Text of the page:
Here’s something straight out of the land of philosophical thought experiments. Scientists in Germany have now mapped 65% of the Neanderthal genome, and could bring one of these hulking fellas to life. Neanderthals are a humanoid species that split off from homo sapiens about 300,000 years ago. For some reason there was little interbreeding between the two species, despite very strong genetic similarity. One of the most interesting findings is that Neanderthals had some of the genes critical for language.
Dr. George Church, at Harvard, says Neanderthals could be brought back with existing technology, at a price of about $30 million. The trouble, says Richard Klein, a paleoanthropologist at Stanford, is that you wouldn’t know whether to put Neanderthals in a zoo or at Harvard.
Klein’s question flies in the face of a very sensible sounding view called “moral individualism,” put forth by the always clear and insightful ethicist James Rachels (sadly now deceased). You ought to put Neanderthals wherever they belong, based on their own individual characteristics, he would say. If they were smart, you’d have to let them into Harvard. What would it matter what species they belonged to?
These scientists really seem to set great store by species. The “recipe” for creating a Neanderthal using modern techniques allows you to start with a human cell, and tinker madly (see article for what “tinker madly” means), or start with a chimpanzee cell. The article says–
To avoid ethical problems, this genome would be inserted not into a human cell but into a chimpanzee cell.The chimp cell would be reprogrammed to embryonic state and used to generate, in a chimpanzee’s womb, a mutant chimp embryo that was a Neanderthal in many or most of its features.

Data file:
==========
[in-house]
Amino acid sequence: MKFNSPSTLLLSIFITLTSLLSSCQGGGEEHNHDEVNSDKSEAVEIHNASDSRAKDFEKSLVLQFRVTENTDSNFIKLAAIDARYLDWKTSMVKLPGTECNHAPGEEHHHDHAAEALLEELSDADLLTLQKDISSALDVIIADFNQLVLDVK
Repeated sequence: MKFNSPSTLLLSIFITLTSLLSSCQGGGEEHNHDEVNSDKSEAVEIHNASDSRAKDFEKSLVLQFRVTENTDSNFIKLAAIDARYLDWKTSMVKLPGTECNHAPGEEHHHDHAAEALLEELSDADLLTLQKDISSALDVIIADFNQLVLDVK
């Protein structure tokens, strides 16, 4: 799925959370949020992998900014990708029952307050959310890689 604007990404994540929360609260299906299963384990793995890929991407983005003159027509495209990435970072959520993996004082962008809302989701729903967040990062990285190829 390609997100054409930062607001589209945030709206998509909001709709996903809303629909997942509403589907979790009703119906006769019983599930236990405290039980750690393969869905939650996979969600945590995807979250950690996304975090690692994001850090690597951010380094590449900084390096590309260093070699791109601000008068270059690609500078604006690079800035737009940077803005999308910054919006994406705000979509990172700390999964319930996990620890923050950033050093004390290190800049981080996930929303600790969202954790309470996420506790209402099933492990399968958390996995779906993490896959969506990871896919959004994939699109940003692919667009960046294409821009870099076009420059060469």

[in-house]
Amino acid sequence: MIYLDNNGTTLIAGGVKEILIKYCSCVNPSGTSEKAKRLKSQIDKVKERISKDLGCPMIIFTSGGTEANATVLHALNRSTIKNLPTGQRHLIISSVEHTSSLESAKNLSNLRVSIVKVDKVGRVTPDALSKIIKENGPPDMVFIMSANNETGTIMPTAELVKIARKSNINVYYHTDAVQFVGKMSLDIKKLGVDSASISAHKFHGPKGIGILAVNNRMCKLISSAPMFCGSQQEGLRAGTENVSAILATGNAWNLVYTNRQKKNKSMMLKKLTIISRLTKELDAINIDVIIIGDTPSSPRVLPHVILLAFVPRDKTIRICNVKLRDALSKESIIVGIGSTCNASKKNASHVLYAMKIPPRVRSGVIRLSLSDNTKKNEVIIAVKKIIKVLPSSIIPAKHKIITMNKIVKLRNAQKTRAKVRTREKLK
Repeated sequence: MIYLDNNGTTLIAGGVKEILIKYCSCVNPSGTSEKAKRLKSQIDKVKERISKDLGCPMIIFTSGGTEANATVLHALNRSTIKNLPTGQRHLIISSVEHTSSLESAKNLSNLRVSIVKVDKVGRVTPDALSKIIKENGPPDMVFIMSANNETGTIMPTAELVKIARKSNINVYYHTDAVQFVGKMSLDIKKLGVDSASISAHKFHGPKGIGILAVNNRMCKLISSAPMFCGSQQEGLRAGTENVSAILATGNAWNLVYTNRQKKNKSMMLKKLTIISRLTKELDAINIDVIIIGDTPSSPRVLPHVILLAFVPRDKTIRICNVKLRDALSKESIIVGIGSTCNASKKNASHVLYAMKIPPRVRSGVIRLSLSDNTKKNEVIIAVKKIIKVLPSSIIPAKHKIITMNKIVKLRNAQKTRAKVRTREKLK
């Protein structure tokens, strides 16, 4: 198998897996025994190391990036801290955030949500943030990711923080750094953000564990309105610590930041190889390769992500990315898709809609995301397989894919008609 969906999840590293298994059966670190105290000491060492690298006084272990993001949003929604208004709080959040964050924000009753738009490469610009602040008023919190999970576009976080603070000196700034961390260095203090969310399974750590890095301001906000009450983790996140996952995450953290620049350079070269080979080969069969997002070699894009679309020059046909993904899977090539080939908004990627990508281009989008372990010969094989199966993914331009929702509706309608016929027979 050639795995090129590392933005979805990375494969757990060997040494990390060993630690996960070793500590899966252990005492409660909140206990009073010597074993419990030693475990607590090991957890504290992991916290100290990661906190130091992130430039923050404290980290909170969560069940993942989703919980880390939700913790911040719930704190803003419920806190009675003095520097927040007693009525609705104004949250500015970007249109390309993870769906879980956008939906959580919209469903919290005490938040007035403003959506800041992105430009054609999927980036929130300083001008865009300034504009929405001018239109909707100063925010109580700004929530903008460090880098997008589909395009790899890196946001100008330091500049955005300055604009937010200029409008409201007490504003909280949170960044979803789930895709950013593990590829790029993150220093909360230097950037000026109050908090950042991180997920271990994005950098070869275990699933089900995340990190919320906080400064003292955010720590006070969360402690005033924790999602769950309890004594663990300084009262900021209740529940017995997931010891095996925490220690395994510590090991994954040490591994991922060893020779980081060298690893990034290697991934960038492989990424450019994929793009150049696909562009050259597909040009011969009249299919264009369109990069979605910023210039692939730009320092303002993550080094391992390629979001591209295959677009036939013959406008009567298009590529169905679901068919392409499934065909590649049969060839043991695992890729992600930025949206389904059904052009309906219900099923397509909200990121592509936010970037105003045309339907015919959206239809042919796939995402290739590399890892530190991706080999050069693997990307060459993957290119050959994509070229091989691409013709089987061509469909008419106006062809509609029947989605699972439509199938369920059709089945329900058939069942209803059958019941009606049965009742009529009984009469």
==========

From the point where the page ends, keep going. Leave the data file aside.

How does this avoid ethical problems? The idea seems to be that the resulting creature would be a mutant chimp, not a mutant human, so it would be much easier to justify poking, prodding, keeping it in a lab, etc.
If Rachels were alive to discuss the case, he’d find this the height of nonsense. How could anything be relevant to the way an individual is treated but the character of the individual itself? The special deference we feel toward anything that happens to be classified human is groundless, and not innocently so either. The flip side of the deference for humans is dismissal (relative or absolute–to make Mary Midgley’s helpful distinction) of all that is not human.
If you tinkered with human cells to create Neanderthals, would you thereby be placed in a position of having stronger obligations to them than if you tinkered with chimpanzee cells? Or put it this way: say one research team starts with human cells and creates Neanderthals, and another starts with chimpanzee cells. Do we owe anything more to the human-based Neanderthals?
I think Rachels view is sensible–as I said–but this isn’t really a simple matter. Your thoughts?